It depends on what the "thick cream" actually is.
If the cream was made by taking milk (plain or cultured) and then mechanically churning it to a specific consistency - basically making dairy cream with more fat than your double cream - it will work. Any percentage cream or milk is mixable with any other, and you can calculate the resulting percentage in simple linear fashion. That is, if you mix equal parts 30% cream and 50% cream, the result will behave like 40% cream. The same will work if it was made by scooping up the butterfat risen to the top of cooked milk - which is the original, homemade meaning of "kaymak", but is almost never made, because of the huge expenditure of milk.
I am a bit skeptical about your product being exactly that though, so I will also mention other cases. First, if it is indeed made by churning, but the actual goal is butter, and it is simply not-yet-quite butter, it is questionable whether it will work, but I suspect that it won't. An elderly relative used to make homemade butter that way, and it was unlike commercial butter, but white, with higher water content, spreadable - and with a clearly crystalline structure, with the butterfat already coalesced. If you live in a place where this product is made but called "cream" instead of "butter", you can try it, but the chance of success is not all that high.
The second thing that could work is mascarpone. It is nominally a cheese, but in fact its texture combines with cream quite well, and the mixture can be whipped (I have tried it personally). Also, the taste is so bland that the result will taste like whipped cream, not salty or with cheesy notes.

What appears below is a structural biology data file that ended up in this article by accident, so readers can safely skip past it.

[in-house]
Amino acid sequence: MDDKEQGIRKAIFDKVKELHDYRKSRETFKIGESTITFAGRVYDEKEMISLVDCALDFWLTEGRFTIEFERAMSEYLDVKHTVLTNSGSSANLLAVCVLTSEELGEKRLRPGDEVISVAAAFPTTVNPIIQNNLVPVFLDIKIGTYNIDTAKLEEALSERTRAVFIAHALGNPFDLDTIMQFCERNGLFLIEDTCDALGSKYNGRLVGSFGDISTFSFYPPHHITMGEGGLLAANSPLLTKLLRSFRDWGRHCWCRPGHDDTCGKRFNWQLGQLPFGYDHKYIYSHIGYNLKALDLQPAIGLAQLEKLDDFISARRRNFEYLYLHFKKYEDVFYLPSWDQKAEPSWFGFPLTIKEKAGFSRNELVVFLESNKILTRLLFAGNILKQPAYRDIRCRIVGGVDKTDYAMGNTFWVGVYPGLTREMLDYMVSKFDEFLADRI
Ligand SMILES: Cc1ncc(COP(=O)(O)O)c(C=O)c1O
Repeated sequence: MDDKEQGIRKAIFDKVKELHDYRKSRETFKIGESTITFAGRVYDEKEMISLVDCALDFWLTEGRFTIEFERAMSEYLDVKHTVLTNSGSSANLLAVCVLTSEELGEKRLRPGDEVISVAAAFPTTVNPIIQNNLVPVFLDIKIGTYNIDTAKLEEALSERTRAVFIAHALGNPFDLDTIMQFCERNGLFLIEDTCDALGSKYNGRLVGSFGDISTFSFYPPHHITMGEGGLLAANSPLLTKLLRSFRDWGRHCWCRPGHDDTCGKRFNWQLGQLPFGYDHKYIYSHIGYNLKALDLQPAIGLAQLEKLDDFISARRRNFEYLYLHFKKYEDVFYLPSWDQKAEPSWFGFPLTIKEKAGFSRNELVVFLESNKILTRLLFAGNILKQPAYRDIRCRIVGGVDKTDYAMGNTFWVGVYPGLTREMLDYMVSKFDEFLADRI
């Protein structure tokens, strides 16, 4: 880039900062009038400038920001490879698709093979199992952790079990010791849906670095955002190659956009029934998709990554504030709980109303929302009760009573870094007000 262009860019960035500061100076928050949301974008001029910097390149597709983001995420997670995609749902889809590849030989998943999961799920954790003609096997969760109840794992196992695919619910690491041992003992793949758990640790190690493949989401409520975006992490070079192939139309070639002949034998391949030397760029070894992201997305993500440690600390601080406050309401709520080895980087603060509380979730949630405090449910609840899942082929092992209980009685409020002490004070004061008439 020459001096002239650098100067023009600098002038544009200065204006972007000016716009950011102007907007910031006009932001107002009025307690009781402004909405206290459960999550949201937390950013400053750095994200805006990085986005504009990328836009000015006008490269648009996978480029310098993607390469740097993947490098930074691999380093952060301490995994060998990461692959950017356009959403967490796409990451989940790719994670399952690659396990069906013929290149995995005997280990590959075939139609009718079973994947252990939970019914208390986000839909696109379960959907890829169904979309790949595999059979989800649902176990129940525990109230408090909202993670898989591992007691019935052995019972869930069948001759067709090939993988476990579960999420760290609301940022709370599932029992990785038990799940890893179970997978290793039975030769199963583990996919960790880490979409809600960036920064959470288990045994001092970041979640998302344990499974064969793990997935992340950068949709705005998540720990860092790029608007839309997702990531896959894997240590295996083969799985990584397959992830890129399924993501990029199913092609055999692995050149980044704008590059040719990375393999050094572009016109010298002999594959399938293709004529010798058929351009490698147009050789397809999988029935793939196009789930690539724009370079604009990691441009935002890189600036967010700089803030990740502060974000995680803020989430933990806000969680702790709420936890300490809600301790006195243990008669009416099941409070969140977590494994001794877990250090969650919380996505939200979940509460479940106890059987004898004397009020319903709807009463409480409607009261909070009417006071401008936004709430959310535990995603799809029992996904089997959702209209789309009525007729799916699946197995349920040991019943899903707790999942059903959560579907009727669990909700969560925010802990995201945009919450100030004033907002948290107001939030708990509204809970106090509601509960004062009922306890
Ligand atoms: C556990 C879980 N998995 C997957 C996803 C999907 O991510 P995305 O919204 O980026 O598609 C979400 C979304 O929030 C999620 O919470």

There are a lot of other dairy-based spreads though, made in different ways, and pretty much none of them will work. Some are actually cheeses, like cream cheese (not only the American style, but also variations like Krema on the Balkans), ricotta, and others. There are also cultured dairy products (créme fraîche), reduced milks and creams like katmach and evaporated milk, and modern technological creations that use thickeners (frequently labelled just "spread" in the supermarket, but modern kaymak from the store is also made that way). If you don't know exactly how your spread is produced, it is more likely to be one of those, than to be churned-cream-halfway-to-butter.
So, if I were you, I would certainly do it if I knew it for sure to be a churned cream. Else, I would not expect it to work, but maybe make an experimental batch just to see what happens, fully prepared for it to not whip.